Tips For Caregiver's

People with Alzheimer's disease frequently become more disoriented after dark or when waking. Leaving a night-light on in the bedroom may be helpful.

~WebMd

Tuesday, March 11, 2008

Nausea

I have only seen Muddear do this a couple of times, but I need to figure out a way to stop it. We have this little cycle that occurs...
  1. Muddear refuses to eat...
  2. Muddear takes medicine...
  3. Muddear gets sick to her stomach.

Typically, I handle this situation by returning to Muddear the food she refused to eat. At other times, if it is too late in the evening, I will give her crackers or milk to settle her stomach. On some rare occasions, Muddear may ask for Tums or Rolaids. All of these remedies are acceptable options.

However, there are those times when Muddear decides to resolve the problem herself. Muddear's method? Sticking her hand down her throat to force herself to vomit! As I have said, this isn't normal, but I think it is absolutely awful. Sure there have been times when I personally, am sick to my stomach and wish to vomit, so I sympathize. However, there are two parts to this problem - first, Muddear's failure to eat and second, Muddear's overwhelming desire to insert hand in mouth and... (You get the point.)

Any recommendations for solution? I plan to call the social worker to see if she has any ideas. I really don't want a repeat of Sunday night.

6 comments:

Glorious Hats said...

Oh yuck. It is concerning too - as electrolyte imbalance could occur with that action too.

Is there a nurse practitioner or Alzheimer unit in a local nursing home or drs office that might be familiar with this type of behavior? Or if this is a common occurrence as the disease progresses.

Oh say, does Sharon have an RN supervisor? Maybe they have experience with this sort of thing.

One does wonder if the food hording and not eating and self induced vomiting are part of a pattern or are unrelated.

Could it be related to a need for control. As we get older and more frail there is so little we have control over, sometimes we exercise it in ways harmful to ourselves. But that is sheer speculation and may or may not help.

It is one of the things I worry about in myself so maybe am personalizing too much.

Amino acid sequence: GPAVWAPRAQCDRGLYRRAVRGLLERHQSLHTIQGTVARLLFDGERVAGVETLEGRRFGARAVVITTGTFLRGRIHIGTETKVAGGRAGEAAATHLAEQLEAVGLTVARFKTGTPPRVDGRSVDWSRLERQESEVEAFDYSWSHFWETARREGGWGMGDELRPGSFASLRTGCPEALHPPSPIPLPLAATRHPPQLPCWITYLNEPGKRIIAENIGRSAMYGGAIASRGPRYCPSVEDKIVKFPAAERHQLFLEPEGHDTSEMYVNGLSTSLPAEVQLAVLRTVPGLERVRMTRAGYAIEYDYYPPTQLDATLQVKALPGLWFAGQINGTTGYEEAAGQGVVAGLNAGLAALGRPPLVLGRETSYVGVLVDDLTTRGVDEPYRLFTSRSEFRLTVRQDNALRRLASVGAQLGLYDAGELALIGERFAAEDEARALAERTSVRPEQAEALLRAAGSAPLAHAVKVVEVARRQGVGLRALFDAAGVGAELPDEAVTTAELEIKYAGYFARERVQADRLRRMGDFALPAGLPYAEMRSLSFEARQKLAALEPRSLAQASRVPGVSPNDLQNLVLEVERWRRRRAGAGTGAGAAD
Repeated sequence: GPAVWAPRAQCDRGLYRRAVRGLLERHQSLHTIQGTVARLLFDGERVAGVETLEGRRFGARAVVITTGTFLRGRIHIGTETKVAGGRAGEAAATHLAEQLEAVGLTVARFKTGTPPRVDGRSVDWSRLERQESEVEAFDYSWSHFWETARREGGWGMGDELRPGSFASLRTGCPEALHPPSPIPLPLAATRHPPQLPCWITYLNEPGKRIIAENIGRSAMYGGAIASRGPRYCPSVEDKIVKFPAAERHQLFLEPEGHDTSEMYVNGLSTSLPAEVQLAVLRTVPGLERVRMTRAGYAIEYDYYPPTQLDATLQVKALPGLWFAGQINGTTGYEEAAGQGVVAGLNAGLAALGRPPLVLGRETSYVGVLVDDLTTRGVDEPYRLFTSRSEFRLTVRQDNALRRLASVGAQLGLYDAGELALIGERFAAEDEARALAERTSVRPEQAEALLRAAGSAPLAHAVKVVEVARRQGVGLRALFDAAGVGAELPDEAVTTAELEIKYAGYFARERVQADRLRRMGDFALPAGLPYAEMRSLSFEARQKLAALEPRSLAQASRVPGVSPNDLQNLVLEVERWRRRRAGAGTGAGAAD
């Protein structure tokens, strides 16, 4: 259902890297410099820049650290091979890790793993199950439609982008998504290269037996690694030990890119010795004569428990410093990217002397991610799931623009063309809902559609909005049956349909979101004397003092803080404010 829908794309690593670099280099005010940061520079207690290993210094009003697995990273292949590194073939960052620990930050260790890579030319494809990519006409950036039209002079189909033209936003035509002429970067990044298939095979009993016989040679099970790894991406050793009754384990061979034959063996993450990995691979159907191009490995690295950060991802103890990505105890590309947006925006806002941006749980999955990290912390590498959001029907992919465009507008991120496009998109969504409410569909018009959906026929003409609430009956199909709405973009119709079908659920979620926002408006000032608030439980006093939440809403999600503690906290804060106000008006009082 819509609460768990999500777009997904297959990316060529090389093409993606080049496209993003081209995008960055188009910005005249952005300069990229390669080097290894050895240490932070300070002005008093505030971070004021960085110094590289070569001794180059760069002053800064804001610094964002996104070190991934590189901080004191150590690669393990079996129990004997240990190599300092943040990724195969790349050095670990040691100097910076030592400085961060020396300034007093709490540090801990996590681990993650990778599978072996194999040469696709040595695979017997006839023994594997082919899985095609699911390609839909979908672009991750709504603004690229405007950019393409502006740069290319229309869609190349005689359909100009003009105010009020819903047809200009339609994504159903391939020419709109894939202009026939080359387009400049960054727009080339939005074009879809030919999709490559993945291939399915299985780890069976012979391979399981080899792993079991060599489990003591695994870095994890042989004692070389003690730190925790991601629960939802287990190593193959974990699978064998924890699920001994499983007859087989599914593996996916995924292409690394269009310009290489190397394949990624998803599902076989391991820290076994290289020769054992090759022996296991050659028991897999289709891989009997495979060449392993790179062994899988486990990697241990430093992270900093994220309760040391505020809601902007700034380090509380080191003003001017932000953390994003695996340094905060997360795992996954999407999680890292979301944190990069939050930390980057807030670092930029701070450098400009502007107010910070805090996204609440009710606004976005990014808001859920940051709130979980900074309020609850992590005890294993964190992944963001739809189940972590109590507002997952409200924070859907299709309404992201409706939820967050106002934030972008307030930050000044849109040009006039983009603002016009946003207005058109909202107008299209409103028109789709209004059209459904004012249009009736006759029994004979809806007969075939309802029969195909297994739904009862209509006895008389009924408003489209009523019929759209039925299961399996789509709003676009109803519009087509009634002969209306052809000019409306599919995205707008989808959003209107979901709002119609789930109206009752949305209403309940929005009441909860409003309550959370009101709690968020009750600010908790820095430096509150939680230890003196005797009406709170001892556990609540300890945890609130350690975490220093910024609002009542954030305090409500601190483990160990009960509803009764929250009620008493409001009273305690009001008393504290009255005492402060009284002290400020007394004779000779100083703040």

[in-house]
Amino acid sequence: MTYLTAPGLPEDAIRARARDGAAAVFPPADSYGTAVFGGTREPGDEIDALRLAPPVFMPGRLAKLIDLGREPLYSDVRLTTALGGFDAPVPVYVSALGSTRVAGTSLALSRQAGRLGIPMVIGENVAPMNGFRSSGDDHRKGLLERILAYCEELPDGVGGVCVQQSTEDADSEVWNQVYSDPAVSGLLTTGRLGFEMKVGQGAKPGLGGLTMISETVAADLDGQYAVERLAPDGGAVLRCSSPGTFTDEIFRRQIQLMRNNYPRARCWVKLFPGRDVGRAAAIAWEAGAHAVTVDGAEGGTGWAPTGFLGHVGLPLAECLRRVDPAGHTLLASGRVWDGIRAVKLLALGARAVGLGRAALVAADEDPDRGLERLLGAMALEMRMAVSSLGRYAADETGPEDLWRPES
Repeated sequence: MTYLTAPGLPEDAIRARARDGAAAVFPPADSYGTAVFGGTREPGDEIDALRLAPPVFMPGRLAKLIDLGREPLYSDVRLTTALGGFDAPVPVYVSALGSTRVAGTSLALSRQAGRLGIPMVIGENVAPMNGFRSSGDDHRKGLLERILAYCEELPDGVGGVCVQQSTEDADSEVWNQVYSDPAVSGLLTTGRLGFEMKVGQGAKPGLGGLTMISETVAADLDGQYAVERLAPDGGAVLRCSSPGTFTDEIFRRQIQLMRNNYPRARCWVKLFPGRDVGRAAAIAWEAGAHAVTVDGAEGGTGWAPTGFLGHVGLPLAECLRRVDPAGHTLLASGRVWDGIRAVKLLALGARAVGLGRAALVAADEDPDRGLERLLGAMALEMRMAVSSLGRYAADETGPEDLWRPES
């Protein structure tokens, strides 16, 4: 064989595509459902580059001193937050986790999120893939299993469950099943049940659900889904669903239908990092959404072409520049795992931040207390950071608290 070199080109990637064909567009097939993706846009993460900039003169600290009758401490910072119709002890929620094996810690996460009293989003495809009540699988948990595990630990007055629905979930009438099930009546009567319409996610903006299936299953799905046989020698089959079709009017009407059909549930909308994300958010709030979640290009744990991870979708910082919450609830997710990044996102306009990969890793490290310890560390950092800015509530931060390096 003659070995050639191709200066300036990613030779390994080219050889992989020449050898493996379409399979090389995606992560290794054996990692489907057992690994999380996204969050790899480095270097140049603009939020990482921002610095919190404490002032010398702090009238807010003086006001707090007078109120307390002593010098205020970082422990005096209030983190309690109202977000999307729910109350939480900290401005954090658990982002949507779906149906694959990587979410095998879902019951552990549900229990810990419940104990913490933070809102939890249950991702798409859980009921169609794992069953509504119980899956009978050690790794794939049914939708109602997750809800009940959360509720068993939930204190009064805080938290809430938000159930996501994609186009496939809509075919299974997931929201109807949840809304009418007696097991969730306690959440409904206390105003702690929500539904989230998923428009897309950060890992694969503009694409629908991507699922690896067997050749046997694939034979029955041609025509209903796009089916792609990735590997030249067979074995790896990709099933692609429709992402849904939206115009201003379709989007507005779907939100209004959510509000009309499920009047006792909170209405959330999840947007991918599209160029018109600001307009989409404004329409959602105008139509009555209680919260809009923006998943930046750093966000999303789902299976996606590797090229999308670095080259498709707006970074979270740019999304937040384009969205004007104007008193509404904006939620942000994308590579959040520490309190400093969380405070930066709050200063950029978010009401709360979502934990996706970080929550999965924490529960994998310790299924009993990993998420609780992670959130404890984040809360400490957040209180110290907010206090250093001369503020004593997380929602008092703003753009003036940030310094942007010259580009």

Hopefully there are some health care providers who know Muddear and can off you useful help and ideas.

Wishing you both the best and a good solution to this.

Hugs, Jane

Glorious Hats said...

woops I intended to write "offer" not off.

Cathy said...

www.dementiaguide.com is a website that contains up to date information on dementia - organized by 60 symptoms and their descriptors. For each symptom, there is a description, the stage, what is happening in the brain, management techniques and a "Doctor's diary" general observations of Dr. Kenneth Rockwood, internationally known geriatrician and expert in dementia. In addition, you can use SymptomGuide to profile and track what is happening in your life.

We are very interested in having care givers use SymptomGuide and we are currently offering free annual subscriptions to SymptomGuide. Please contact Melissa at info@dementiaguide.com for your special access code.

Thank you,
Cathy MacNutt
Vice- President
DementiaGuide

njm said...

Jane,

I'm afraid of nurse practitioners...had a really bad experience when Muddear was in the nursing home. But Sharon has an RN supervisor...GREAT IDEA! I didn't think to call her for advice.

You make some other interesting points - particularly about control. Muddear definitely likes to be in control and I would not be surprise if there is some relationship. Also...potential pattern is another good possibility.

Will certainly keep you posted.

njm said...

Cathy,

Thanks for the information. I will certainly check out dementiaguide.com. I have never heard of the website. Thanks again.

njm said...

Jane,

LOL! Yeah, I figured you weren't trying to "off" me! :-)